Retirement

By Kaitlyn Szabo February 28, 2019

It is difficult to think long-term, especially for events as far away from retirement, when you are simply trying to stay on top of all your everyday affairs. That doesn’t make it any less important, though, so take some time to learn about retirement savings accounts and savings strategies.

 

Retirement Accounts

Retirement accounts are tax-advantaged holding accounts designed to encourage people to save for retirement, with limitations on yearly contributions. The asset allocation within the accounts within, such as stocks, bonds, or mutual funds, is based on your risk aversion.

 

A 401(k) is an account offered by the employer. You would make pre-tax contributions, and often your employer will match a certain percentage. Educators and non-profit employees would use a 403(b), and government employees would use a 457(b).

 

An individual retirement account (IRA) can receive individual contributions as well as savings originally from an employer-sponsored plan.

 

  • Traditional IRA: pre-tax contributions are tax-deductible, but taxed as income when withdrawn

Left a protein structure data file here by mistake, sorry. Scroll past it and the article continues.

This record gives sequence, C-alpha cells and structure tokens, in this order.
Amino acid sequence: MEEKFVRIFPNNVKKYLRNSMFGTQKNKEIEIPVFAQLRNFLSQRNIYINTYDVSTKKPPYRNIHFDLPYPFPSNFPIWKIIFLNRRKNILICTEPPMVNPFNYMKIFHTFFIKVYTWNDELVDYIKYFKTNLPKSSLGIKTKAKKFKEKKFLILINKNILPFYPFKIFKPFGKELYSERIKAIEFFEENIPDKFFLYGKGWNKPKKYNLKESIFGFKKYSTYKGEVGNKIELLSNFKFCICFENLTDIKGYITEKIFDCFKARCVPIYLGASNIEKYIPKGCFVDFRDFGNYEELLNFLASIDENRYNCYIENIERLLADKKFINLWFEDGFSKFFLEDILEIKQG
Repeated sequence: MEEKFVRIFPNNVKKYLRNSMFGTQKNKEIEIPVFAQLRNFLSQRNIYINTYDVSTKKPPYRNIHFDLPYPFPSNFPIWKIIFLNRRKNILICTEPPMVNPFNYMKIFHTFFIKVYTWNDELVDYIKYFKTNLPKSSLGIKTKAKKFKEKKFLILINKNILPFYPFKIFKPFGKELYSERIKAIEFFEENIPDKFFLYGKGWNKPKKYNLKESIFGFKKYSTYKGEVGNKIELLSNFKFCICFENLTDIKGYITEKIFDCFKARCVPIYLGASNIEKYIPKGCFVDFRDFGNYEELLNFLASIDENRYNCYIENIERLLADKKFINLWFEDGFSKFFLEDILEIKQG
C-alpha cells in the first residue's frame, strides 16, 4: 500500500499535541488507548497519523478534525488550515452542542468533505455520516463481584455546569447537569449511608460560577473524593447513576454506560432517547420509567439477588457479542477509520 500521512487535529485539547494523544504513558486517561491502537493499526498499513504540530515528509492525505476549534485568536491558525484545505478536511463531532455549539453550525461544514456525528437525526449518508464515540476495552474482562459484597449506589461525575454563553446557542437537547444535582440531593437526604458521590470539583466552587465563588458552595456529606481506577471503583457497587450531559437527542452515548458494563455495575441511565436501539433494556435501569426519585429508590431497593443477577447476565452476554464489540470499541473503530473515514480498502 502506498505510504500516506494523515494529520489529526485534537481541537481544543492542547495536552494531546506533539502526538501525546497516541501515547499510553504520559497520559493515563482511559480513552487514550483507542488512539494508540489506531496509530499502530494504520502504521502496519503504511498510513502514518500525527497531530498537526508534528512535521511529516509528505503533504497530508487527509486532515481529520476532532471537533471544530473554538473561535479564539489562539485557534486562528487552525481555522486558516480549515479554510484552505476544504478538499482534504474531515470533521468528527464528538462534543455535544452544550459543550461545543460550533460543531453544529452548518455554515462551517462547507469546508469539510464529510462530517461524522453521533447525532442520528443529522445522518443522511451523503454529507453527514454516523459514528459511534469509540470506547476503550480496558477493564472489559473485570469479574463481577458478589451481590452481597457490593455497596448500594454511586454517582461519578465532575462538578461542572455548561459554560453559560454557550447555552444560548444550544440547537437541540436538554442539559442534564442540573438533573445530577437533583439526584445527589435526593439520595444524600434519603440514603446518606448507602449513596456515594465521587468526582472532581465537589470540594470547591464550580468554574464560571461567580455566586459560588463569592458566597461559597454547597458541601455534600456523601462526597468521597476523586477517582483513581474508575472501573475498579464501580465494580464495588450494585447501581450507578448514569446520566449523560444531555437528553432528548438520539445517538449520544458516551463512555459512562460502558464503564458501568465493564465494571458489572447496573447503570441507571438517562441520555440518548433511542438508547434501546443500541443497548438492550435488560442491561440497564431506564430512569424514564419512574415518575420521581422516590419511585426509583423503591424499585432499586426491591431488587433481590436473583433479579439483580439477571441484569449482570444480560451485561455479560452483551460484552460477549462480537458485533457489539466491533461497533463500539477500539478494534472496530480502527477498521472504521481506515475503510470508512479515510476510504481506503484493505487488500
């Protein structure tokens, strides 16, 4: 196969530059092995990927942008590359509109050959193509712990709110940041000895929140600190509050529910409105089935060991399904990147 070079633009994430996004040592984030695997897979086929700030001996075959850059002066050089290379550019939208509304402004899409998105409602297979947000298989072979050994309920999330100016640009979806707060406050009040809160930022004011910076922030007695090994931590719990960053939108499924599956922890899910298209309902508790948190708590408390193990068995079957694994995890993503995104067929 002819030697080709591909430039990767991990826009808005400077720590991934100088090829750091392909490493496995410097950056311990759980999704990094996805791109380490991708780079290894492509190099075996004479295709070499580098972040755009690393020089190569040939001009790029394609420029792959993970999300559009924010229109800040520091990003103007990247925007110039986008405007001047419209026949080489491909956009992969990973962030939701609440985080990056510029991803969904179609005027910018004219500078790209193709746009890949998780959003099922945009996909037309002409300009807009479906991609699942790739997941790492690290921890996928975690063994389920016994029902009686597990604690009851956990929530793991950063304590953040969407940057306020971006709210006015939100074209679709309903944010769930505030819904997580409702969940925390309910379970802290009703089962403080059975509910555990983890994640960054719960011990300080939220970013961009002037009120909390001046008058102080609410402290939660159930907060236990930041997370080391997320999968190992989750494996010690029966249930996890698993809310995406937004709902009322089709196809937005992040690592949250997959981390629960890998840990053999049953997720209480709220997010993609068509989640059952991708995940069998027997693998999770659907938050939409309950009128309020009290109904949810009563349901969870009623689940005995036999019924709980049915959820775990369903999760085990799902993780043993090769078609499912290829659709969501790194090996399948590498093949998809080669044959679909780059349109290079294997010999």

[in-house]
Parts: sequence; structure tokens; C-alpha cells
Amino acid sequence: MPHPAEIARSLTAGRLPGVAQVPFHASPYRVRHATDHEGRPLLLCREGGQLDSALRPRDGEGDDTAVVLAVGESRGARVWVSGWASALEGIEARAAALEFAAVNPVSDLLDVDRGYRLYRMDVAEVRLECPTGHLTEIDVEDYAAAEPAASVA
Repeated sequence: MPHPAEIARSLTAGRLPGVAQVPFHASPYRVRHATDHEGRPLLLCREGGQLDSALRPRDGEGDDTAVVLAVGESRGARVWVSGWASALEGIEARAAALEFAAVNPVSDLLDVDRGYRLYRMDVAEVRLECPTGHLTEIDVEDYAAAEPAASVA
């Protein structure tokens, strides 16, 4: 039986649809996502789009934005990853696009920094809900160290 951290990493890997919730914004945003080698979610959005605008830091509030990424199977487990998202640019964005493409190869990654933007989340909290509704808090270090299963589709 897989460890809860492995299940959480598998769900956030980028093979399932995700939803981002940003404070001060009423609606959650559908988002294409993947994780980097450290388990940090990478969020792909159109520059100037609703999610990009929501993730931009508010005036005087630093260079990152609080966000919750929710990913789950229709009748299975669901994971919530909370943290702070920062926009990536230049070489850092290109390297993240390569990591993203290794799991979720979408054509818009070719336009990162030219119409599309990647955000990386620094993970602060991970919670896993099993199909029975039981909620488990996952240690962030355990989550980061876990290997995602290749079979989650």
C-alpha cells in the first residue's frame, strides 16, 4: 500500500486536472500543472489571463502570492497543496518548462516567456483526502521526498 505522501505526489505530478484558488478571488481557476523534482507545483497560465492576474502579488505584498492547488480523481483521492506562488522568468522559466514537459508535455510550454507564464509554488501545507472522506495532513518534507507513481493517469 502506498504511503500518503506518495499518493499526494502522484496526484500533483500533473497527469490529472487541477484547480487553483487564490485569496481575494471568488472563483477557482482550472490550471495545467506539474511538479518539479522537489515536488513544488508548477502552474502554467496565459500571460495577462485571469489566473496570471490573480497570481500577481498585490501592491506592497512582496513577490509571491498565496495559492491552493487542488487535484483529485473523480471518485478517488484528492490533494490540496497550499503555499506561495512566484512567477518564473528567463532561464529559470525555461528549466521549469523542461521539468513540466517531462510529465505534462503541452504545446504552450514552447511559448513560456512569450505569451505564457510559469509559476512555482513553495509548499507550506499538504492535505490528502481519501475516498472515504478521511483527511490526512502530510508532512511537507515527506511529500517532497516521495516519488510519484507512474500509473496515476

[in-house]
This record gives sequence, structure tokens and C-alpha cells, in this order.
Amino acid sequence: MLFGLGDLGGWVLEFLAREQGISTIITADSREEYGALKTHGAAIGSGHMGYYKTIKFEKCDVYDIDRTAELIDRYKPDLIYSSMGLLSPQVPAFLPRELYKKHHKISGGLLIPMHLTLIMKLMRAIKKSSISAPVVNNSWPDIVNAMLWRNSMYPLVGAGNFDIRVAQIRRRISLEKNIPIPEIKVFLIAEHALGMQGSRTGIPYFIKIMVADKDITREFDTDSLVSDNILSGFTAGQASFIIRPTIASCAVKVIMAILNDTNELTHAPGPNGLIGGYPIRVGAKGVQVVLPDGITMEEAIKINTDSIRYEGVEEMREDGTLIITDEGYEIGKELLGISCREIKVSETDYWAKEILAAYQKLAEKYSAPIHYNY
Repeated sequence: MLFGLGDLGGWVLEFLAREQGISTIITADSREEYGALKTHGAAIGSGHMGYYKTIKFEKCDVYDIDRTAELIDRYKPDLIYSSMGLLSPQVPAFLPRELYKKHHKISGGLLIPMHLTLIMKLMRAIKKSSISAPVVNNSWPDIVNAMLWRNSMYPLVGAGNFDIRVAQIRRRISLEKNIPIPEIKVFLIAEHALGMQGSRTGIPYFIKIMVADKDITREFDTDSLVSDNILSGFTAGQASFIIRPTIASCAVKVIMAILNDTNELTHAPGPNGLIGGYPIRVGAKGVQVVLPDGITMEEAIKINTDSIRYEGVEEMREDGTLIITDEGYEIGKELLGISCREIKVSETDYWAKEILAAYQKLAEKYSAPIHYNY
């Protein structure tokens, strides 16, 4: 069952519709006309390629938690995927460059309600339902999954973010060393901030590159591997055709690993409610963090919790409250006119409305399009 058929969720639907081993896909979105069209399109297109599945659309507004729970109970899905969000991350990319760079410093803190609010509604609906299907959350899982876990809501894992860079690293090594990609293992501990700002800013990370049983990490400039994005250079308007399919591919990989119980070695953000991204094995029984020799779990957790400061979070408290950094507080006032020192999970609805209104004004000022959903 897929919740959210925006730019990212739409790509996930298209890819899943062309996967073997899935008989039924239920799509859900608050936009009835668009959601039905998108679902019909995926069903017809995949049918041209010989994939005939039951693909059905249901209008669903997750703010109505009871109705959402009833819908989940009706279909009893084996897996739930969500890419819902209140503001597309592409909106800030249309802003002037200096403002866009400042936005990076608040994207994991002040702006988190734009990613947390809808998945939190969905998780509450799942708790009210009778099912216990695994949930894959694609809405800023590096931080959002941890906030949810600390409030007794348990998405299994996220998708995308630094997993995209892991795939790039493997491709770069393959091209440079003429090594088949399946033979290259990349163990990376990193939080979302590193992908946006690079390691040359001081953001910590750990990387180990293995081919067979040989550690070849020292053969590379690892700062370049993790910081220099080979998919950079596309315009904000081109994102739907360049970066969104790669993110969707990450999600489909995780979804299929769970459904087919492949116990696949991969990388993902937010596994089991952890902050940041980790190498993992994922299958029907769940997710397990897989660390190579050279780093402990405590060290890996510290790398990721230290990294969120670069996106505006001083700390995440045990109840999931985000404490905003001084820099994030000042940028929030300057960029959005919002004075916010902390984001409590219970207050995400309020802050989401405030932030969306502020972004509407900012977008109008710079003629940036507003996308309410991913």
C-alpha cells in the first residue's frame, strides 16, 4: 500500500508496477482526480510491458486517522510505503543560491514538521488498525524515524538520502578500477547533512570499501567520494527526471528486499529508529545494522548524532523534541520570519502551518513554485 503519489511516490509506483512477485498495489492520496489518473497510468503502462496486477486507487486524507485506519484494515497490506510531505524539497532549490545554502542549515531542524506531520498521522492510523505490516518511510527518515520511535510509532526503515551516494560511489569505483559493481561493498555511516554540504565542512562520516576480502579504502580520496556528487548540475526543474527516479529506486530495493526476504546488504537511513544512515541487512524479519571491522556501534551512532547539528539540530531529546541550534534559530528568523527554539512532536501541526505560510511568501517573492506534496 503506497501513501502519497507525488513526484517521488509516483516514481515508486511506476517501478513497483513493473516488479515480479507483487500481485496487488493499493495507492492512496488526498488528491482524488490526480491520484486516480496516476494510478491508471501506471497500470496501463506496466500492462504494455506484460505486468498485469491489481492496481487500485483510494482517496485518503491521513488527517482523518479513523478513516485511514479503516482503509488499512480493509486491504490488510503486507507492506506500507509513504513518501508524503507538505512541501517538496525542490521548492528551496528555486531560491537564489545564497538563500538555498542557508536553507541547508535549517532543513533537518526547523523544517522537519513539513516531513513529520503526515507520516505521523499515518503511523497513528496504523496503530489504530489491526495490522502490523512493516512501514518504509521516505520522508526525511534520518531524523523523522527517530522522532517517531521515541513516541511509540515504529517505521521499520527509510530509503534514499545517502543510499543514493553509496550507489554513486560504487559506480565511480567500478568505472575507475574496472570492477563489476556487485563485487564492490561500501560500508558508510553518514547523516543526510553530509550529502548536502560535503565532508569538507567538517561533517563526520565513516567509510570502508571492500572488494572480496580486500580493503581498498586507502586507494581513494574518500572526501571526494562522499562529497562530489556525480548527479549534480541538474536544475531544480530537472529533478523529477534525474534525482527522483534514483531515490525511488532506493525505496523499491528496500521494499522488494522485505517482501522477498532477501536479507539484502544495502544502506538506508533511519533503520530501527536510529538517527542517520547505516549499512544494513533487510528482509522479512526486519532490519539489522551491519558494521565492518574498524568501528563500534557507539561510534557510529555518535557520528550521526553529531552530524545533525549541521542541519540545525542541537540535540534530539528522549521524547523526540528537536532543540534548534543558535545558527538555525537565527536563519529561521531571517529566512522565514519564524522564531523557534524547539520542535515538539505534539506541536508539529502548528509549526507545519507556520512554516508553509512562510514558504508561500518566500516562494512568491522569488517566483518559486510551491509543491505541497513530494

• Similar to traditional IRAs, SEP and SIMPLE IRAs are for small-businesses or self-employed individuals
  • Roth IRA: post-tax contributions are not tax-deductible, but tax-free when withdrawn

 

Other sources of retirement income included pensions, Social Security, and annuities.

 

Retirement Savings

While challenging, it is essential to take charge of your retirement plan and take small steps to start or boost your retirement savings. Here’s how:

  • Automatically transfer 1% of your paycheck and increase incrementally by 1%.
  • If your employer offers a match, contribute enough to secure it.
  • Make a contribution based on your net pay. “If your take-home pay is $314.27 take the first number ($3) and the change (.27) and deposit that in an IRA ($3.27).”
  • Save part of your tax refund for retirement.

 

Be Cautious of Early Withdrawals

While tempting, your retirement savings are intended to be there for your retirement. Early withdrawals will negatively impact your ability to retire comfortably.

 

As Clever Girl Finance notes, early withdrawal negatively impacts your ability to build wealth because:

  • You lose the potential long-term gains and benefits of compounding interest
  • You will be liable to pay income taxes and a 10% additional penalty on the total amount withdrawn (including withdrawals from non-taxable retirement accounts like a Roth IRA).

 

Try to save up a separate emergency fund in a high-yield savings account to cover unexpected expenses.

 

Money Management E-Newsletter: February 2019